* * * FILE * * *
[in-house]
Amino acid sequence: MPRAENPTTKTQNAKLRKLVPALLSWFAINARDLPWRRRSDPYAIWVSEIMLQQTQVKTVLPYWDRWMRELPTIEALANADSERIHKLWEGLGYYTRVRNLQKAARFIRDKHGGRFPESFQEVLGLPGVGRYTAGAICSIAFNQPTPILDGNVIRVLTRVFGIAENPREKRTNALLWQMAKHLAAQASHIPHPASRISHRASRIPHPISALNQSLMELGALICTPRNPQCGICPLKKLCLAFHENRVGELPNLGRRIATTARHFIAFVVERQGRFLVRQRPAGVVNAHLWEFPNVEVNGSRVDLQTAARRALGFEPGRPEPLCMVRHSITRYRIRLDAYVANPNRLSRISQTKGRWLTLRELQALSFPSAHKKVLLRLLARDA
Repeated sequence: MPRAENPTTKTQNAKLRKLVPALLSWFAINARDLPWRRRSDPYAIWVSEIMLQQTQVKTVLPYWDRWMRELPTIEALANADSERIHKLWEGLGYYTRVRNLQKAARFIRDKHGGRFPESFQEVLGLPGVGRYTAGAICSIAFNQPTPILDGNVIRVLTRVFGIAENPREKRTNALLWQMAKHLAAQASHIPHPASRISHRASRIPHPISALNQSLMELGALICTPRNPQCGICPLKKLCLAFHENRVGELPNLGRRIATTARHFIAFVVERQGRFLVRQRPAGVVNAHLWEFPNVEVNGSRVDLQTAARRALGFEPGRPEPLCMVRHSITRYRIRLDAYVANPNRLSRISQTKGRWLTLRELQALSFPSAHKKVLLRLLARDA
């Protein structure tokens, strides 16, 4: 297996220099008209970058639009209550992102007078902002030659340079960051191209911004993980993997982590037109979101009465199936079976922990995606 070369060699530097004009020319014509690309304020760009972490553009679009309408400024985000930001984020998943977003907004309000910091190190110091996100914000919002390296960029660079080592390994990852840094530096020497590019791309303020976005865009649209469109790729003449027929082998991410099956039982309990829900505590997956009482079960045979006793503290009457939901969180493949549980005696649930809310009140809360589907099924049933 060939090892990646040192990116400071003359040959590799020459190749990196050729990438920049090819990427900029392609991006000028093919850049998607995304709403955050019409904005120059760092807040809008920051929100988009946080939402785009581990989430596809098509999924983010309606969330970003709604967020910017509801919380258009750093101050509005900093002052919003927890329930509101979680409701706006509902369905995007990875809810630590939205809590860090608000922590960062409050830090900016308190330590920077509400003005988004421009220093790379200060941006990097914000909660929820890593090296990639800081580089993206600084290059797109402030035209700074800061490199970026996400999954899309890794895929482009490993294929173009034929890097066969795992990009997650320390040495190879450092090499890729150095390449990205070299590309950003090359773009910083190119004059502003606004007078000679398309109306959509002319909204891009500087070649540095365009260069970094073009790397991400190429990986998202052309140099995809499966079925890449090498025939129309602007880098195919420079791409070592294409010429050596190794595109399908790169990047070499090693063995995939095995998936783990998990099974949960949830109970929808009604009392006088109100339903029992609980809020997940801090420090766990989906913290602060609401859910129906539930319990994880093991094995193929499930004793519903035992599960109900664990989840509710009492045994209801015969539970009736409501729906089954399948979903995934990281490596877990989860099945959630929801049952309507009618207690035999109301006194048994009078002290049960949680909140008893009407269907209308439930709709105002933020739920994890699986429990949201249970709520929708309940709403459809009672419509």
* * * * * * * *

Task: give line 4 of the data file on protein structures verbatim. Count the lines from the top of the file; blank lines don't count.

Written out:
């Protein structure tokens, strides 16, 4: 297996220099008209970058639009209550992102007078902002030659340079960051191209911004993980993997982590037109979101009465199936079976922990995606 070369060699530097004009020319014509690309304020760009972490553009679009309408400024985000930001984020998943977003907004309000910091190190110091996100914000919002390296960029660079080592390994990852840094530096020497590019791309303020976005865009649209469109790729003449027929082998991410099956039982309990829900505590997956009482079960045979006793503290009457939901969180493949549980005696649930809310009140809360589907099924049933 060939090892990646040192990116400071003359040959590799020459190749990196050729990438920049090819990427900029392609991006000028093919850049998607995304709403955050019409904005120059760092807040809008920051929100988009946080939402785009581990989430596809098509999924983010309606969330970003709604967020910017509801919380258009750093101050509005900093002052919003927890329930509101979680409701706006509902369905995007990875809810630590939205809590860090608000922590960062409050830090900016308190330590920077509400003005988004421009220093790379200060941006990097914000909660929820890593090296990639800081580089993206600084290059797109402030035209700074800061490199970026996400999954899309890794895929482009490993294929173009034929890097066969795992990009997650320390040495190879450092090499890729150095390449990205070299590309950003090359773009910083190119004059502003606004007078000679398309109306959509002319909204891009500087070649540095365009260069970094073009790397991400190429990986998202052309140099995809499966079925890449090498025939129309602007880098195919420079791409070592294409010429050596190794595109399908790169990047070499090693063995995939095995998936783990998990099974949960949830109970929808009604009392006088109100339903029992609980809020997940801090420090766990989906913290602060609401859910129906539930319990994880093991094995193929499930004793519903035992599960109900664990989840509710009492045994209801015969539970009736409501729906089954399948979903995934990281490596877990989860099945959630929801049952309507009618207690035999109301006194048994009078002290049960949680909140008893009407269907209308439930709709105002933020739920994890699986429990949201249970709520929708309940709403459809009672419509």